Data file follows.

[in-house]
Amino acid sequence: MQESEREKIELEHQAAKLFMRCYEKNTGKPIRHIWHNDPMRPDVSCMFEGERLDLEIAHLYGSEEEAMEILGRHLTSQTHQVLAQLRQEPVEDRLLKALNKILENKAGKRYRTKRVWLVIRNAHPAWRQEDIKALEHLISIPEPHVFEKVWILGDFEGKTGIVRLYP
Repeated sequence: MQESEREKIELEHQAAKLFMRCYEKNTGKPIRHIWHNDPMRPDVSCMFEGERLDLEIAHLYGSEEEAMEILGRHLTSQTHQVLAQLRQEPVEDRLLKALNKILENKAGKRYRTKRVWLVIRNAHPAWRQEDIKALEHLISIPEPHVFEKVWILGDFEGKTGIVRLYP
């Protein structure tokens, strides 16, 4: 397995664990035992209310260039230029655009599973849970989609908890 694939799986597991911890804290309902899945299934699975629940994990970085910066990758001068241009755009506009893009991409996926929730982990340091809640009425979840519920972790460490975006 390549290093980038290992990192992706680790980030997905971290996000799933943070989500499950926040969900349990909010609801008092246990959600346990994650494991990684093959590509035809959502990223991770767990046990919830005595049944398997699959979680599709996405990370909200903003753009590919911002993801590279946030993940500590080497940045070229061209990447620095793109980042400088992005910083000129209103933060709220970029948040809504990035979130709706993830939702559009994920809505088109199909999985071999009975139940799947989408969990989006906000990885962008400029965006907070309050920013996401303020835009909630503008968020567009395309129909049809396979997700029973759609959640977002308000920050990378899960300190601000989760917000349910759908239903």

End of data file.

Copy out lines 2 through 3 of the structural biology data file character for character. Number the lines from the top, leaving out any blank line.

Amino acid sequence: MQESEREKIELEHQAAKLFMRCYEKNTGKPIRHIWHNDPMRPDVSCMFEGERLDLEIAHLYGSEEEAMEILGRHLTSQTHQVLAQLRQEPVEDRLLKALNKILENKAGKRYRTKRVWLVIRNAHPAWRQEDIKALEHLISIPEPHVFEKVWILGDFEGKTGIVRLYP
Repeated sequence: MQESEREKIELEHQAAKLFMRCYEKNTGKPIRHIWHNDPMRPDVSCMFEGERLDLEIAHLYGSEEEAMEILGRHLTSQTHQVLAQLRQEPVEDRLLKALNKILENKAGKRYRTKRVWLVIRNAHPAWRQEDIKALEHLISIPEPHVFEKVWILGDFEGKTGIVRLYP